Watch this coming week of November when we bring you brand new articles and features. Peace to all!
Bruce J Maier
Create Your Badge
Have you heard of this? Do you understand it? What side of the fence should you be standing on? Read the text as it was written by Congress;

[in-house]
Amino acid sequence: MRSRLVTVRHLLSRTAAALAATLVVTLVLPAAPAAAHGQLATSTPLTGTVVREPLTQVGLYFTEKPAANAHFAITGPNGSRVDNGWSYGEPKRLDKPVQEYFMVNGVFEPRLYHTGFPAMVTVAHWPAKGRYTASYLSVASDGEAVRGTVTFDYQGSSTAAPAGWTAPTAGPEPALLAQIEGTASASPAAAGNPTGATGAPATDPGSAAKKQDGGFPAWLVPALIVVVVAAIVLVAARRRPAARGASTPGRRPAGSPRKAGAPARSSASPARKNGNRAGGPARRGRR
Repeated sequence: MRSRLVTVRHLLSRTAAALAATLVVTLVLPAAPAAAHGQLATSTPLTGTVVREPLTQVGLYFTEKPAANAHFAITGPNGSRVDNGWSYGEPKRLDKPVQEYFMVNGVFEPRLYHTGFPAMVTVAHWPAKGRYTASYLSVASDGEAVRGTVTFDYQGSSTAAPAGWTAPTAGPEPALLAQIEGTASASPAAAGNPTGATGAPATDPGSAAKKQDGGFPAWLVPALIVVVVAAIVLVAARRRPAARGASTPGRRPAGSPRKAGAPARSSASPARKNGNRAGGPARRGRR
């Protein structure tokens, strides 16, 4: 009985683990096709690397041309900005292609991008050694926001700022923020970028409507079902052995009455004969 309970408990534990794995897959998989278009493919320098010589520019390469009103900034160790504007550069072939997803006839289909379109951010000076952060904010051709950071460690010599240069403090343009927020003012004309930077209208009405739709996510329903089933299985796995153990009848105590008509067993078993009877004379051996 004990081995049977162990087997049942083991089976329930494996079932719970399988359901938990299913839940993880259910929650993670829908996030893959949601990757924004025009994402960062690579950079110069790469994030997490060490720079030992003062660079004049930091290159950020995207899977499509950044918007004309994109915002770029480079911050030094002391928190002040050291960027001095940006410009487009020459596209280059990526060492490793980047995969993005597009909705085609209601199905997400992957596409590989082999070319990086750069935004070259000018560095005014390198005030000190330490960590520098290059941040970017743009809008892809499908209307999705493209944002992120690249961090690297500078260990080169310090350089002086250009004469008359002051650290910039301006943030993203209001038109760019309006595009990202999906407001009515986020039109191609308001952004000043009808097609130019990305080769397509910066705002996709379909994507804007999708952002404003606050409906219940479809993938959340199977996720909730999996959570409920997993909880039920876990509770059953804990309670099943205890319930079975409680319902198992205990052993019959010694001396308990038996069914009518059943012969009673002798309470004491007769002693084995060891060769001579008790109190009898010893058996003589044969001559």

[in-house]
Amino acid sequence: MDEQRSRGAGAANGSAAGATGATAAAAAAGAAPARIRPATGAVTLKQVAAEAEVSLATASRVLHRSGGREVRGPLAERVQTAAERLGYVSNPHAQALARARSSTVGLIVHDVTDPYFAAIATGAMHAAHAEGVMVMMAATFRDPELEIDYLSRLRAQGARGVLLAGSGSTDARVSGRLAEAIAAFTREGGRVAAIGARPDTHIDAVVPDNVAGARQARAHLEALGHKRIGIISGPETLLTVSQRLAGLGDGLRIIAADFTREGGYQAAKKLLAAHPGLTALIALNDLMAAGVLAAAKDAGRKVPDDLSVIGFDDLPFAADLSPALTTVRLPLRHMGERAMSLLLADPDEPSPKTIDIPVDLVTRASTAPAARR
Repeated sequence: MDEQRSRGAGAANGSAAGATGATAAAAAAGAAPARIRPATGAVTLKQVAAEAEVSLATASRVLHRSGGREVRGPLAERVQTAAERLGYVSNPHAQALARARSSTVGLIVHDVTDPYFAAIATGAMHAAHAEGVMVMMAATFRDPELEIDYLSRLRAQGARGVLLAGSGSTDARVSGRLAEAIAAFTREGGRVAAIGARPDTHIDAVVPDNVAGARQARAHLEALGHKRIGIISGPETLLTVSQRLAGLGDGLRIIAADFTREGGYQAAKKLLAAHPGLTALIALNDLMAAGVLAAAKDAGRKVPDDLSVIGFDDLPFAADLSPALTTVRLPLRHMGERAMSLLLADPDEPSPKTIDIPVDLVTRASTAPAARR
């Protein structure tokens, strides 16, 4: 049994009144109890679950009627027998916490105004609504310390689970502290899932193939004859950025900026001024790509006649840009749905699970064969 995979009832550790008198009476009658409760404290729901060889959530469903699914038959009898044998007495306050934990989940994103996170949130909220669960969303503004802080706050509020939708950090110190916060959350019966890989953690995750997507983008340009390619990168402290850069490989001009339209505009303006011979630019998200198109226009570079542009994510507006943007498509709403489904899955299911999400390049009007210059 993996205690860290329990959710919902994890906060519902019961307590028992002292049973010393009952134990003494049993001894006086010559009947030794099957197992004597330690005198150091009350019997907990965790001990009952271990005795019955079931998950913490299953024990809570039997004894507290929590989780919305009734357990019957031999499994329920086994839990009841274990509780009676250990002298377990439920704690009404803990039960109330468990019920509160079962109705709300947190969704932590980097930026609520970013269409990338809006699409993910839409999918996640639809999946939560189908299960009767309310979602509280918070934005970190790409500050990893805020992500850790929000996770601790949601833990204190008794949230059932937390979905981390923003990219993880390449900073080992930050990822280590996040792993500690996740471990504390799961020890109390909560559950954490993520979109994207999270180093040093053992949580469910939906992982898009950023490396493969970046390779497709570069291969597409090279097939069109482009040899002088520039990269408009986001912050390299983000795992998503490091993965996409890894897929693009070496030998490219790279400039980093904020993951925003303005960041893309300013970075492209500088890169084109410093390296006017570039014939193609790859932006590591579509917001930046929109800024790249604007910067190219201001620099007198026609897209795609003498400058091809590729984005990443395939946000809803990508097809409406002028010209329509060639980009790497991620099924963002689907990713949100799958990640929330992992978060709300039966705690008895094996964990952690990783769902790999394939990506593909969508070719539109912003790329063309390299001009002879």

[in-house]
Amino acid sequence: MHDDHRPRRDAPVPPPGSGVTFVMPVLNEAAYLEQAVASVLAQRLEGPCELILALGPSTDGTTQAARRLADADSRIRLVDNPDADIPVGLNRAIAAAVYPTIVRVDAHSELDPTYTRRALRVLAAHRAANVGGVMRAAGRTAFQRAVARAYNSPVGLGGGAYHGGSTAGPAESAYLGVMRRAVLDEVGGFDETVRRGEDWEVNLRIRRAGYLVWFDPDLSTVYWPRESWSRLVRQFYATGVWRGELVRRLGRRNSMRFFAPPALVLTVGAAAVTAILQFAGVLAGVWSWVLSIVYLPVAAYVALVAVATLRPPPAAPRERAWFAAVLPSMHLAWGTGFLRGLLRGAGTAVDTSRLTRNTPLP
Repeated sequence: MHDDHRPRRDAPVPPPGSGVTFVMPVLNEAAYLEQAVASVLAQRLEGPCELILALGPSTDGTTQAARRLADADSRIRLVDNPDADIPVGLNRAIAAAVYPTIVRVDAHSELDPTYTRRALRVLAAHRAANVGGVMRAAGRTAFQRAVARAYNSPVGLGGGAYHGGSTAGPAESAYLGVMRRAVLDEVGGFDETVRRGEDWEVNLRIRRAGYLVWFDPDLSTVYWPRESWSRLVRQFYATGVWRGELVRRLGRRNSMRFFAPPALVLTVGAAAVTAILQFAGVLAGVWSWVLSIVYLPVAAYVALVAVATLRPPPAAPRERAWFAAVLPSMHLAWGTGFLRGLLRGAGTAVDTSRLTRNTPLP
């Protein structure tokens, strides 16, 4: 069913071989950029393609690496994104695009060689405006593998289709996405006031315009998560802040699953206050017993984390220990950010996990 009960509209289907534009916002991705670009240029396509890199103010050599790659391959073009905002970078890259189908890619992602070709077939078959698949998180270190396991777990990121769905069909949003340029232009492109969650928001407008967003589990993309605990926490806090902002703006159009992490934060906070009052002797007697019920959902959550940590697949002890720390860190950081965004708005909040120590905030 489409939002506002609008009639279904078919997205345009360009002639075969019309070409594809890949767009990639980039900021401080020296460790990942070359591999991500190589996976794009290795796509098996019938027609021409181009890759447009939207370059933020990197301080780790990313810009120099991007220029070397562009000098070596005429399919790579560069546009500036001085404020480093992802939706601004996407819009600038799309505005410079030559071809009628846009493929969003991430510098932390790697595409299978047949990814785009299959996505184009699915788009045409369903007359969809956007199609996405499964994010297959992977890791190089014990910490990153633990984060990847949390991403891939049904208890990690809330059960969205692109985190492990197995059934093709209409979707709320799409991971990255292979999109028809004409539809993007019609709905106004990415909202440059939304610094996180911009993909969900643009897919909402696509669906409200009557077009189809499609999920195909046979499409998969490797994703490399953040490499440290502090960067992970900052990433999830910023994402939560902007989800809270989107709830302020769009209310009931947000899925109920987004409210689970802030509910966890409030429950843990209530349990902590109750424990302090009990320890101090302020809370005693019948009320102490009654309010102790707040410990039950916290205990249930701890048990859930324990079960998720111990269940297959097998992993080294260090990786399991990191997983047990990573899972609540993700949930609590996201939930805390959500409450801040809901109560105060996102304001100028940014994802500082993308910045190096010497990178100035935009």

Internet Radio Equality Act – Declares to be ineffective: (1) the March 2, 2007, Determination of Rates and Terms of the U.S. Copyright Royalty Judges regarding rates and terms for the digital performance of sound recordings and ephemeral recordings; (2) the April 17, 2007, modification of that determination by an order denying motions for rehearing; and (3) any subsequent modification by the Copyright Royalty Judges published in the Federal Register. Replaces standards for determining reasonable rates and terms of royalty payments for public performances of sound recordings by means of eligible nonsubscription transmission services and new subscription services with a requirement that such rates and terms be established in accordance with stated objectives of the Copyright Royalty Judges. (Currently, rates and terms are required to distinguish among different types of eligible nonsubscription transmission services and include a minimum fee for each type.) Allows a minimum annual royalty for each provider subject to such rates and terms. Provides a transition rule for payment of royalties by providers of digital audio transmissions that would have been subject to the rates and terms nullified by this Act. Revises royalty payment provisions concerning the use of certain works in noncommercial broadcasting to include: (1) sound recordings; and (2) performance or display by nonprofit organizations and public broadcasting entities. Provides a transition rule for the payment by a public broadcasting entity to owners of copyrights in sound recordings. Requires a report to the Copyright Royalty Judges by the Assistant Secretary of Commerce for Communications and Information on the competitiveness of the Internet radio marketplace and the effect on Internet radio providers of proposed rate determinations in proceedings concerning: (1) public performances of sound recordings by means of the services described above; or (2) the use of certain works in noncommercial broadcasting. Requires the Federal Communications Commission (FCC), upon publication of the commencement of proceedings of the Copyright Royalty Judges to determine rates and terms under the statutory license described in this Act, to report on the effect of such proposals on localism, diversity, and competition in the Internet radio marketplace (including in rural areas). Requires a report to Congress and the Copyright Royalty Judges by the Corporation for Public Broadcasting (CPB) on the effect of such proposals upon public broadcasting licensees and permittees.